In 2005, the organization Asian Communities for Reproductive Justice, or ACRJ, published “A New Vision for Advancing Our Movement for Reproductive Health, Reproductive Rights, and Reproductive Justice,” hereafter “A New Vision,” in which the authors explain how reproductive justice is hindered by societal oppressions against women of color. ACRJ, known as Forward Together since 2012, was a founding member of SisterSong Women of Color Reproductive Justice Collective, a collective of organizations founded by people of color that work to advance the reproductive justice movement. In “A New Vision,” the authors elaborate that reproductive justice is about changing the societal structures that produce reproductive oppressions. They assert that a radical transformation is necessary in order to progress toward the establishment of full and equal human rights, reproductive rights, and economic rights to ensure equitable access to healthcare, education, and opportunity.
Hans Peter Dietz and Judy Simpson published, “Levator Trauma is Associated with Pelvic Organ Prolapse,” in the journal BJOG: An International Journal of Obstetrics and Gynecology in 2008. In their article, Dietz and Simpson estimated the risk of pelvic organ prolapse in women who attained injuries to the pelvic levator muscles. The levator muscles, also known as the levator ani, are a major muscle group that comprise the pelvic floor. Along with other muscles, the pelvic floor supports organs in a woman’s pelvis, such as the bladder, uterus, and rectum. Vaginal childbirth can cause a weakening of the pelvic muscles. That can lead to pelvic organ prolapse, which results in the descent of the pelvic organs towards a woman’s vaginal opening. In, “Levator Trauma is Associated with Pelvic Organ Prolapse,” Dietz and Simpson found that women were more likely to have pelvic organ prolapse if they had levator trauma, and called for further research to understand the relationship between levator ani trauma and pelvic organ prolapse.
By demonstrating the struggle for sound standard of care for non-medical reproductive health care providers during the nineteenth and early twentieth century, this project emphasizes what the standards of reproductive health care for abortion and contraception might be like if the organizations that made them so readily available, like Planned Parenthood, were defunded or criminalized in our modern setting.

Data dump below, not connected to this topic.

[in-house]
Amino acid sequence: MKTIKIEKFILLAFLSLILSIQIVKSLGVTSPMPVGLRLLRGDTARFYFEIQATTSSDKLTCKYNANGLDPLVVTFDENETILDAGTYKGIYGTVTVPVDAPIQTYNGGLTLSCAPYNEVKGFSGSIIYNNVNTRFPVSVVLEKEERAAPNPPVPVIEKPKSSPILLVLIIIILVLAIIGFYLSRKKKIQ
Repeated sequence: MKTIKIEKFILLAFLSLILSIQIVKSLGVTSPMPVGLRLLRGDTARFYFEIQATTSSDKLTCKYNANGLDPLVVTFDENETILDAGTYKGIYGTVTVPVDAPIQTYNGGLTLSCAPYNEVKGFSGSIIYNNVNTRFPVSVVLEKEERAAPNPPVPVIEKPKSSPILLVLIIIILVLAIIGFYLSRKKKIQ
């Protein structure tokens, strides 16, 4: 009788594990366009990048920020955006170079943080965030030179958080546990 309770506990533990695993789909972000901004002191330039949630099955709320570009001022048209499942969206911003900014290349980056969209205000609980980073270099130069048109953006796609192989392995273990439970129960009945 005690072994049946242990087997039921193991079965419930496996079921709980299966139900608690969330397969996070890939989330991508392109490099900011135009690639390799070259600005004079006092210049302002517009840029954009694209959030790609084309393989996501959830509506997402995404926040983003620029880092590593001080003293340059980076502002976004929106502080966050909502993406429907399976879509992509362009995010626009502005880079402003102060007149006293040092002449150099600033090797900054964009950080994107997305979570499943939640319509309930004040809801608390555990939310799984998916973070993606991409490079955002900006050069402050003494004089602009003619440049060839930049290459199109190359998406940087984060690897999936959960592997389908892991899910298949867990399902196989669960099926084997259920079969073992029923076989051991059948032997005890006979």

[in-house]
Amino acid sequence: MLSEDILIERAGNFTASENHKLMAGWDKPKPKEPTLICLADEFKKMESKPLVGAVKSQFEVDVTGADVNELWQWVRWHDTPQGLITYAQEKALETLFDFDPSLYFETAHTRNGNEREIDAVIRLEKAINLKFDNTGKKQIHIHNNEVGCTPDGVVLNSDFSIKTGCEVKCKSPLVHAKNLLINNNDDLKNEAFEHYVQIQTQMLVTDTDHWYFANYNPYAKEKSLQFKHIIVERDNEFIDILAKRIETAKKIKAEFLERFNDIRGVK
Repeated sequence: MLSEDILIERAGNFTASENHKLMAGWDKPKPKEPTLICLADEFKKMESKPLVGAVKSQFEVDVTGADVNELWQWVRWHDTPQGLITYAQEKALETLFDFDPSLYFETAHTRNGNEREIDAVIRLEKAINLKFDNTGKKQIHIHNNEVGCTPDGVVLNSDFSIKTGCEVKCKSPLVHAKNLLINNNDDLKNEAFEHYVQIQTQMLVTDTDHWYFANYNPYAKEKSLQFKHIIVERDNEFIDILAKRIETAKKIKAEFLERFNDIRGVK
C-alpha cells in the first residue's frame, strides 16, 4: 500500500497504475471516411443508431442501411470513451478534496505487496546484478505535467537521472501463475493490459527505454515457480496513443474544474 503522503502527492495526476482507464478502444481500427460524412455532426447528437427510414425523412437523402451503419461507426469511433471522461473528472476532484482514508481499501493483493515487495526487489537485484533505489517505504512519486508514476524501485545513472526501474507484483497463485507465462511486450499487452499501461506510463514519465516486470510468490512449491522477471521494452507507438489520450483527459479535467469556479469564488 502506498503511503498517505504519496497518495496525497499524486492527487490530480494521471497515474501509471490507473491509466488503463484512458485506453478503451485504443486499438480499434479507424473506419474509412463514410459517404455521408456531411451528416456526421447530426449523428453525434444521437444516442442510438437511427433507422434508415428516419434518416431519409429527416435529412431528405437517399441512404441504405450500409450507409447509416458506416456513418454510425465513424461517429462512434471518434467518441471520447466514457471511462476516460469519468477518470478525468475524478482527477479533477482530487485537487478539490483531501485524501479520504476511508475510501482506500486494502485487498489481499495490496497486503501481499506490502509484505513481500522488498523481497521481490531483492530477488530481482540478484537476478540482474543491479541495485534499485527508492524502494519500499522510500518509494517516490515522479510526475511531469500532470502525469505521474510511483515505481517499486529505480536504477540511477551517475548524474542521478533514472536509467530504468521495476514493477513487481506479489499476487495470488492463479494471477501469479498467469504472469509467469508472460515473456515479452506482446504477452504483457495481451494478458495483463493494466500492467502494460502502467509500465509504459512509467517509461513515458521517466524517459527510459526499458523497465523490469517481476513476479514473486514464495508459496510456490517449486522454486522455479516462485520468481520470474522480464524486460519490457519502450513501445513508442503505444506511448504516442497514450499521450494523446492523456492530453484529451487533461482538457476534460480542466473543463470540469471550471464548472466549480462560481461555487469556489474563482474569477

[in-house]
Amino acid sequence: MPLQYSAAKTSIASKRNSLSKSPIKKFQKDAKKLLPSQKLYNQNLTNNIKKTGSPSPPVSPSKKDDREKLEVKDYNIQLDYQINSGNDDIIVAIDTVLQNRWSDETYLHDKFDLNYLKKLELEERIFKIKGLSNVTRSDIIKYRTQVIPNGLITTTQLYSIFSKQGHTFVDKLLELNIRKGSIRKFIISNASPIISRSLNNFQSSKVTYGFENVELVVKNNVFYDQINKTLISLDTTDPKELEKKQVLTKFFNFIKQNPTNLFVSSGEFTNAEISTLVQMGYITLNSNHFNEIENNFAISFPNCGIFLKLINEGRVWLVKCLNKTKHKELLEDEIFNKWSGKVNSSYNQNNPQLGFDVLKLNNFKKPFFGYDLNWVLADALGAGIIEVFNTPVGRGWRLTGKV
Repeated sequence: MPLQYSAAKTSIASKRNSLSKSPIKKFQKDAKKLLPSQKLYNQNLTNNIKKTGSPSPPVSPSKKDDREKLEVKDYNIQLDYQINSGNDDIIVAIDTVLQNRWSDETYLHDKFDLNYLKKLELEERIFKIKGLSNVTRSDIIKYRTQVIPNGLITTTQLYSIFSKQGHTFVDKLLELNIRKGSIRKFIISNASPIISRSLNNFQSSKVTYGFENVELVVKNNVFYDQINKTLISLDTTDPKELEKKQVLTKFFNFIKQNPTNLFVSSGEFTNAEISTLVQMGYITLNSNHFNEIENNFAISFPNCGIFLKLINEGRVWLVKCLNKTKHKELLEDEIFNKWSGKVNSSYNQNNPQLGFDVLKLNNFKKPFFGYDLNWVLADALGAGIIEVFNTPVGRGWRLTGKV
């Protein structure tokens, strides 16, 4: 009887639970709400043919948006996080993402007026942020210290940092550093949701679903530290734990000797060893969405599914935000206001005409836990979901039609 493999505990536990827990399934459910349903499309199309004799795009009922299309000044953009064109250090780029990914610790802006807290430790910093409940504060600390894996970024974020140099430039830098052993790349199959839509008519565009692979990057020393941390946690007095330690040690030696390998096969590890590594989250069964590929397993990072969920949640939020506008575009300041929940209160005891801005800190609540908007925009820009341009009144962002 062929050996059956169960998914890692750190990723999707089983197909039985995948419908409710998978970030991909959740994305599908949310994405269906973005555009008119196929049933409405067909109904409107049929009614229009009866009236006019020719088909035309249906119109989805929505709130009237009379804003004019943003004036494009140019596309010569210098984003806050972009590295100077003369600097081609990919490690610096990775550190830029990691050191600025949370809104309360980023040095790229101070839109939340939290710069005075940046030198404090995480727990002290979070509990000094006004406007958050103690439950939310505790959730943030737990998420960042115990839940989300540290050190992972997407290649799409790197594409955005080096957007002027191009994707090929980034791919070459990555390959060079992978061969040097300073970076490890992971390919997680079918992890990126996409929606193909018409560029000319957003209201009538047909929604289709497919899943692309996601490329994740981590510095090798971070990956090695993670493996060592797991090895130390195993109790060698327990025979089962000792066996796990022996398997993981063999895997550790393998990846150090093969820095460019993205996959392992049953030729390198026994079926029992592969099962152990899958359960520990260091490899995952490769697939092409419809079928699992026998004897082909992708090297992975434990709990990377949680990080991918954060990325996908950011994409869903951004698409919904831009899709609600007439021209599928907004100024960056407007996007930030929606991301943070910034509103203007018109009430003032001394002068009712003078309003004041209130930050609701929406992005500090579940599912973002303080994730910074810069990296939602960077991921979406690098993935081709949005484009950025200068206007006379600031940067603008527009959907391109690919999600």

In 1997, physicians and researchers Ambre Olsen, Virginia Smith, John Bergstrom, Joyce Colling, and Amanda Clark published, “Epidemiology of Surgically Managed Pelvic Organ Prolapse and Urinary Incontinence,” in the journal Obstetrics and Gynecology. In their article, the authors retrospectively analyzed data from patients who underwent surgery for pelvic organ prolapse or urinary incontinence two years prior in 1995. Often due to a weakening of or damage to their pelvic muscles, women with pelvic organ prolapse can experience a descent of pelvic organs into the lower pelvis and vagina. People with urinary incontinence can experience bladder control issues and urinary leaks. According to the authors, an estimated fifty percent of women who have previously given birth have had a prolapse. In their article, Olsen and colleagues analyze factors such as race, age, and weight in women who had surgery to treat pelvic organ prolapse and ultimately advocate for a standard assessment for the severity of those conditions.
In 2003, the Texas state legislature passed the Woman’s Right to Know Act, hereafter the Act, as Chapter 171 of the state’s Health and Safety Code. The Act sets requirements that physicians must follow during the informed consent process for abortion, or a medical procedure to terminate pregnancy, in Texas. Lawmakers amended the Act and added several additional regulations that restrict access to abortion in 2011, 2013, 2015, and 2017. For instance, the Act requires that physicians perform abortions after sixteen weeks of pregnancy in ambulatory surgical centers or hospitals and states that physicians must perform an ultrasound to view images, called sonograms, of a developing fetus inside a woman’s uterus before a woman may receive an abortion. The Act further requires practitioners and clinics to offer state-developed informational materials to women who seek an abortion. The Act placed several restrictions on abortion care in Texas, making it more difficult for women to access safe and legal abortion care, which opponents have challenged in courts.